To Be Continued Brass Band

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TBC Brass Band
OriginNew Orleans, Louisiana
Years active2002–Present

To Be Continued Brass Band, or TBC Brass Band, the subject of a documentary titled From the Mouthpiece on Back, is a jazz band formed in 2002 by young men who grew up in the 7th and 9th Wards in New Orleans, Louisiana. They sought to avoid the life that befell many of their friends and classmates involving drugs and violence by creating a jazz and brass band. The band started at Carver and Kennedy Senior High School in New Orleans where the band's eventual ex leader and former tuba player, Jason Slack, borrowed instruments from Carver's band director. Some of the instruments were taped together. For example, the tuba was taped with duct tape to patch a hole in the horn. The band received permission from Carver's principal to play a set on the school grounds. The school's reaction simply was "wow," and the TBC Brass Band was on its way.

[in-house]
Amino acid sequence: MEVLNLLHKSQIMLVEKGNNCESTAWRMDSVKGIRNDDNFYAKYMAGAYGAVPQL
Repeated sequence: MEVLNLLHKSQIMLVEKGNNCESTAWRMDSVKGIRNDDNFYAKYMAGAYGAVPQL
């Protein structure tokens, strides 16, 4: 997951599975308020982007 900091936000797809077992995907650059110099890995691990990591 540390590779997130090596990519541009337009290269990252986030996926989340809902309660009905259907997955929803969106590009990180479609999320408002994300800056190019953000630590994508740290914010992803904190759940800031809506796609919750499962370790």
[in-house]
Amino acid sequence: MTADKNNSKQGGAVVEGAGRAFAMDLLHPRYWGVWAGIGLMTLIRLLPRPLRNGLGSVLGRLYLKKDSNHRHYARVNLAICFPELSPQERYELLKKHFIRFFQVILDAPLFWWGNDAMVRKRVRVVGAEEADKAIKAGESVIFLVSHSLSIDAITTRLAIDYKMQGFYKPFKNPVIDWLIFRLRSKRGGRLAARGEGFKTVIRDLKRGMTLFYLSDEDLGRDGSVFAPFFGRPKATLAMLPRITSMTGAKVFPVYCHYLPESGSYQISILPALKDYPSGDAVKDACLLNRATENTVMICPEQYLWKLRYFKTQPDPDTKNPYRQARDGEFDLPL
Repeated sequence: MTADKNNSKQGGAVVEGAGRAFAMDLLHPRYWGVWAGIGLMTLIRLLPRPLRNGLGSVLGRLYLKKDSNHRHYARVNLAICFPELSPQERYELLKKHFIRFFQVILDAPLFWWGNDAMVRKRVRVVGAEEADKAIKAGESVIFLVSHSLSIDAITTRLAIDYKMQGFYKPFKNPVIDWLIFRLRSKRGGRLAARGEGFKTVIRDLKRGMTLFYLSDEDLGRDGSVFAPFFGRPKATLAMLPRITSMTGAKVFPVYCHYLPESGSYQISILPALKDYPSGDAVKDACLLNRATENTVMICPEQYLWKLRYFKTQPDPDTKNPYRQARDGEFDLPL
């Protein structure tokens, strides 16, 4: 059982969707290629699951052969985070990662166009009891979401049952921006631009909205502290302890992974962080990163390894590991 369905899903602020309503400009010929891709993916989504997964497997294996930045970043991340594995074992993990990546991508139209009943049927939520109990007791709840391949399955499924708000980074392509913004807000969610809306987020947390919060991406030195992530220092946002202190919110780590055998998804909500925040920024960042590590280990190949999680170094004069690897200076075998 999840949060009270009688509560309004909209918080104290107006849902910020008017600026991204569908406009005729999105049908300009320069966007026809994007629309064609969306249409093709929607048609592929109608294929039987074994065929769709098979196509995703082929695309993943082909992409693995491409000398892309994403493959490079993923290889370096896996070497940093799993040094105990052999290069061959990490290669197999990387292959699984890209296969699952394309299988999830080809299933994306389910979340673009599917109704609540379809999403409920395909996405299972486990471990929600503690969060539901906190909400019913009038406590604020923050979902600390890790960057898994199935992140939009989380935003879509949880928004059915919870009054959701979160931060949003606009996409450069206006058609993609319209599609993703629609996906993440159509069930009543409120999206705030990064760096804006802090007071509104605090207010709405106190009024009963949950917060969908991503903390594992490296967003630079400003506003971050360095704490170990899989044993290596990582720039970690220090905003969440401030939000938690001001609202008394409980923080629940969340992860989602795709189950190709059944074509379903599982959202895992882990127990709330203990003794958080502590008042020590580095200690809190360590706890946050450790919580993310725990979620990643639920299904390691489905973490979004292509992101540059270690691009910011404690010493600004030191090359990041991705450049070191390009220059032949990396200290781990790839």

TBC started with no manager and no guaranteed gigs so the band played on the streets of New Orleans, establishing a presence on the corner of the legendary Bourbon and Canal Streets in the French Quarter. The band quickly became popular, and hordes of fans spontaneously surrounded the band and danced around the band's regular street corner. As explanation for the band members' support and love for another, the band's trumpet player succinctly states "We sometimes say, we're all we got. Well, we're all we got."

In addition, TBC continued the time-honored New Orleans tradition of leading "second line" parades at funerals of members of their community. Second line is a unique New Orleans parade where a jazz band accompanies the family of the deceased at the grave site with somber tunes. But once outside the cemetery, as the procession hits the streets, the band erupts into celebratory life-affirming music as the bereaved dance in celebration of the life of the deceased.[1]

The Roots and TBC Brass Band[edit]